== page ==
Beginning in a manner not dissimilar to the later Universal monster mash Van Helsing with an pre-credits attack on Dracula’s castle, it has a wonderful tracking shot in Dracula’s crypt which almost replicates one in the 1931 Dracula [replete with armadillos!], then a brief bit of action with a guest appearance from some zombies, before we switch to the present day. Our youthful protagonists act like real kids, without any sugar coating; they swear, are lewd, even bully, which probably helped in the film getting a ‘15’ certificate in the UK as it was wasn’t quite suitable for a ‘PG’, yet the ‘15’ rating was perhaps too high and meant that some of the people who would most enjoy the movie could not see it. This is one instance where a ‘12’ certificate would probably have been the right rating if it had been around then. Anyway, we soon get into our plot, which frankly seems to have been thought up in a couple of minutes, but never mind, it works as an excuse to get our heroes going up against the monsters, and that’s probably all we need.
Sean: Rudy find some silver bullets.
Rudy: Where the hell am I suppose to find silver bullets?
Sean: I don’t know. Fat Kid get a map, find Shadowbrook Road.
Horace: What, do I look in the index for “big scary mansion?”
The Monster Squad is filled with great lines and a few laugh-out-bits such as when the Squad try to ask a girl if she is a virgin or not and can’t get the words out. I especially love an early scene where the Mummy is seen in a child’s closet; it’s both scary and funny and plays on childhood fears, though overall the film mostly avoids trying to frighten. Out of the monsters, Dracula has the most screen time, followed by the Wolf Man and the Frankenstein Monster, and a flaw of this movie, in my opinion, is that some elements are given short shrift. The Frankenstein Monster [billed as Frankenstein in the credits, despite a line in the film ensuring we know he’s not really called that] forms a friendship with Phoebe in the manner of similar scenes in Frankenstein and Ghost Of Frankenstein, but the scene where they actually meet is not shown and the whole sub-plot is not given enough time. I would also have liked to have learned more about the ‘Scary German Guy’, who is a concentration camp survivor. Still, the short running time means that the film moves incredibly fast, and we are treated to lots of cool action in the final third as the Squad, with not much help from the police force, do battle with the monsters in the town square.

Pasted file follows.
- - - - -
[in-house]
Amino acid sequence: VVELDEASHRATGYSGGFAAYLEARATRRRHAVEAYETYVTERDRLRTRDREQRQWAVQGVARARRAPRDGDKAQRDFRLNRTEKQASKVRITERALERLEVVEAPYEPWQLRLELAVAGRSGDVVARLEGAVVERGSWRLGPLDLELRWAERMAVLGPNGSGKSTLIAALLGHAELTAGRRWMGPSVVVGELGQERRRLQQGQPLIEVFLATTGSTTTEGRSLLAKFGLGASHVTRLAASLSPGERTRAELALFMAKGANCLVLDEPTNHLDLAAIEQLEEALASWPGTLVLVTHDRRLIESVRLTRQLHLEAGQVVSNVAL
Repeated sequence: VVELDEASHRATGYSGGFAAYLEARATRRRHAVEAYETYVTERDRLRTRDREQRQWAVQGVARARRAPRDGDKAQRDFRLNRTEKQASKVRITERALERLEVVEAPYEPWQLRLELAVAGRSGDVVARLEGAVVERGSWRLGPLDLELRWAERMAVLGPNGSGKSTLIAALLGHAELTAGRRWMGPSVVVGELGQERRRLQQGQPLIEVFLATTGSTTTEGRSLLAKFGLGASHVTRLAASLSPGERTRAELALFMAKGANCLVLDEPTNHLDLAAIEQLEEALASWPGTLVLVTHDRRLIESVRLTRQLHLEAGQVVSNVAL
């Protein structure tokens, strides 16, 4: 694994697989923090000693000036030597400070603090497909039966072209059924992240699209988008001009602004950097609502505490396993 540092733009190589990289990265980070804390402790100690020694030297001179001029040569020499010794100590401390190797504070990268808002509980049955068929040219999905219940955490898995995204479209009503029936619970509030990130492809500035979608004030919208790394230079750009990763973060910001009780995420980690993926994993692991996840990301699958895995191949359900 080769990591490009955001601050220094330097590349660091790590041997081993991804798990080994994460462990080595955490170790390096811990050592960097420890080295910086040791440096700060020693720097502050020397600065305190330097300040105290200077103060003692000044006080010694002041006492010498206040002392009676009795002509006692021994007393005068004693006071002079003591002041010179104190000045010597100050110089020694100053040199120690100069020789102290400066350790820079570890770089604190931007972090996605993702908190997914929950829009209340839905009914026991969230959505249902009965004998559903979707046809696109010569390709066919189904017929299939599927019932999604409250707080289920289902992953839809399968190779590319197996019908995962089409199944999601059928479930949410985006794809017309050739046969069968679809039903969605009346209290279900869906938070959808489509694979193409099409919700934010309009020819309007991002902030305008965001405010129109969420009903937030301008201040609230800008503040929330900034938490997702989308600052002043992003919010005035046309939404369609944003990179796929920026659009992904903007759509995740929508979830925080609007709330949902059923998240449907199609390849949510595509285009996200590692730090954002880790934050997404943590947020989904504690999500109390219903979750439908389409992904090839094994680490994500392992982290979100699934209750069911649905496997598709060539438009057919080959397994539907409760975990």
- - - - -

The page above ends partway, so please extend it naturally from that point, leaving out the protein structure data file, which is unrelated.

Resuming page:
The combination of monster maker Stan Winston and effects supremo Richard Edlund ought to result in greatness though some of the effects, such as a vortex, are below Edlund’s usual standard. Winston’s monster designs are good though, varying nicely from the original’s [I actually prefer the Wolf Man’s look here to the original’s] yet still recognisable. Duncan Regehr’s Dracula is regarded very highly in some quarters and I agree; he’s truly evil and cruel with no redeeming qualities. The kids in this film are all very good even though none of them are especially well known. The symphonic score by the underused Bruce Broughton is delightful. The Monster Squad cannot help being dated: people mention a Groundhog Day slasher movie series which actually sounds feasible considering it is an American holiday but a few years later of course it became the subject of the great Bill Murray film! I also think it would have benefitted from being a little more detailed in places, but this incredibly tight and very well-balanced movie is a highly enjoyable one, a great movie to watch with your kids and a great excuse to get them into the wonderful old Universal horror movies! O, and I don’t even want to think about the planned Platinum [or should I say Crapinum] Dunes remake!